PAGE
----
Theatre Information

Cast Bonding

By • Nov 2nd, 2011 • Category: An Actor's Advice

This week I went to Washington, D.C. to see a production of Les Miserables, now on its American tour. It had its pluses and minuses as a production, but as I told my sister, who attended with me, as we were leaving the venue, one of the strengths was that I could tell how comfortable with one another the cast was. A sense of community permeated the performances.

This may not be as obvious to everyone. I have no superpowers, but my particular personality combined with over a decade of theatre experience has provided me with a fairly decent instinct about the cohesiveness of a cast I am observing. I’m not 100% correct, I am sure, but I feel confident that I usually am. And where I have sensed a cast that sees itself as a community, or sometimes even as a family, a good performance almost always is a part of the package.

Some of my very best experiences in theatre were plays in which the cast was close-knit such as this. “Cast bonding” is the term many insiders use, and although that has a corny connotation to many people, it really is an apt term. And it doesn’t always take place.

Now I have said many times before that cast bonding is not a prerequisite of giving a solid individual performance. One should not wait for it or expect it before turning in one’s best work in a show. Not all casts of great productions have made personal connections with one another off stage. Good theatre is good theatre. And yet to me, having a high quality theatre experience is like traveling about 5 miles; if you are determined, you can walk the distance, and you will get to here you need to be. But wouldn’t most of us much rather get in the car and drive the five miles, so we can spend our energy on enjoying wherever it is we are going? I know that I would.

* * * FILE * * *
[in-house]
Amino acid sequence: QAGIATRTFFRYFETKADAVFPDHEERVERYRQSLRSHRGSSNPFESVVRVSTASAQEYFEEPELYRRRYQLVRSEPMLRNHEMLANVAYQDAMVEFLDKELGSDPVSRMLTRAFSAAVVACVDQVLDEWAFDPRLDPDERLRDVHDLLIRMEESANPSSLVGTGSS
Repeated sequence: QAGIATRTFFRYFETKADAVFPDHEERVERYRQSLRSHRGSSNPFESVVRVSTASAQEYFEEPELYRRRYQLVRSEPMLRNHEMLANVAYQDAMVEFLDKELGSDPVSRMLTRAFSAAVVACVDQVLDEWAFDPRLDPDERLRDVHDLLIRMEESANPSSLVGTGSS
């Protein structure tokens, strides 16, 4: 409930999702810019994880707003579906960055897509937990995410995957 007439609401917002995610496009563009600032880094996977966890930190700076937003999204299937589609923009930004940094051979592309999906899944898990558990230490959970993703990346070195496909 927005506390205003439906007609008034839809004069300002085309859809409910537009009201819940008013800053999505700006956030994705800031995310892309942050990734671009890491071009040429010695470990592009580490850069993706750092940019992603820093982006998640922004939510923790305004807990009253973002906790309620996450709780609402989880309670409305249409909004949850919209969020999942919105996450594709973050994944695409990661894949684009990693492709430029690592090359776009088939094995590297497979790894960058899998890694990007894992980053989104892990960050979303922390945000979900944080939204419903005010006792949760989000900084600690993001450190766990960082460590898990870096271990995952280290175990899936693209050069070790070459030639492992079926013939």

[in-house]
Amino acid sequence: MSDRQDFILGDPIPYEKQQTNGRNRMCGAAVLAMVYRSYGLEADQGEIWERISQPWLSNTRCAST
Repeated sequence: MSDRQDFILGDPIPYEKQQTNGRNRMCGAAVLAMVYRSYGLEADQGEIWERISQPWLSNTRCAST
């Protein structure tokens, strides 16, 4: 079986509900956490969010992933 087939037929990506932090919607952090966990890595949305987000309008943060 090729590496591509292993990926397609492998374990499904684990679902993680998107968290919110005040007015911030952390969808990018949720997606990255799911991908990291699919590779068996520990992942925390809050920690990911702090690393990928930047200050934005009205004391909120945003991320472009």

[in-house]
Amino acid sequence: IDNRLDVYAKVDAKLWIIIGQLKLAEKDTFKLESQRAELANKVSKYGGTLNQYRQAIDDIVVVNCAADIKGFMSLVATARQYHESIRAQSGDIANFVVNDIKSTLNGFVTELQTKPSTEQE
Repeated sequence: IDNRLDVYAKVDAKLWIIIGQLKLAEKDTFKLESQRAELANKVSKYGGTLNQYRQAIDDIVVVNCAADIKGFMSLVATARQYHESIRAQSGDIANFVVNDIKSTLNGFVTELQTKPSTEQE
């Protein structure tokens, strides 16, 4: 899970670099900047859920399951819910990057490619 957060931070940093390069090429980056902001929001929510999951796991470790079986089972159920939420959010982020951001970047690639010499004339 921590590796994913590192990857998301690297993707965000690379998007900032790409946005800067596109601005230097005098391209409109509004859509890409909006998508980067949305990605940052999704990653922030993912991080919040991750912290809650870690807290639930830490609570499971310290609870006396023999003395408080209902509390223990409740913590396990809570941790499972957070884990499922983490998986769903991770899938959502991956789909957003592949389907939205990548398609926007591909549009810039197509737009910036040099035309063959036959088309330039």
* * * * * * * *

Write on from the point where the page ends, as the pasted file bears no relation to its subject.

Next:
Which is why I advocate cultivation of cast bonding, at least among the lead roles, whenever possible. True, it cannot be forced. But if it can be derailed or prevented if one isn’t open to it. So I advise you to be open to personal connections with cast mates outside of performing and rehearsing. By no means become distracted from the work you should be doing in the play itself. And if someone seems unwilling, do not distract them with your attempts to connect. But try to be accessible, and willing to accept the social connection that can arise when people spend so many evenings together.

Such bonding builds trust. It increases the amount of fun being had. And it establishes sympathy between cast mates, which in turns make a person more likely to want everyone else around them to succeed. And when that happens, a cast looks out for one another, instead of things being every actor for himself.

Don’t get me wrong. I am an introverted man. I don’t do a whole lot of approaching of strangers, and I can appear cold and standoffish, especially at the theatre among people I don’t know. I won’t spearhead something myself, but I always remain willing to get a drink, or a meal here and there with cast members. I in fact am in favor of having two cast parties; one at the very start of the show, to break that ice faster, and the traditional one at the end of the run. (Though as of yet nobody else I have run into in theatre does this.) But the point is, despite my sometimes distant and aloof nature, I am keenly aware of the benefits of getting comfortable, and even becoming fond of those with whom I perform.

Look, you are not always going to like everyone you work with. It may not be possible to enjoy the company of every cast member in the green room. But trust me, if you think it is in any way possible to participate in the community feeling among your cast, and get to that moment of “bonding,” your production will reflect it. Maybe not in the way that a textbook can explain, but dedicated actors who enjoy the company of one another create a transcendent quality that adds that extra glow to a performance.

This article can be linked to as:

is a Maryland native and has been acting for nine years, having studied it at Marietta College in Ohio. He has been schooled in Shakespeare, improvisation, public speaking and voice articulation throughout his career. His credits to date include over 30 plays and readings as well as 2 films. You can also read his blogs (for theatre related thoughts) and (for thoughts on personal success from an outcast). Follow him on Twitter @TyUnglebower.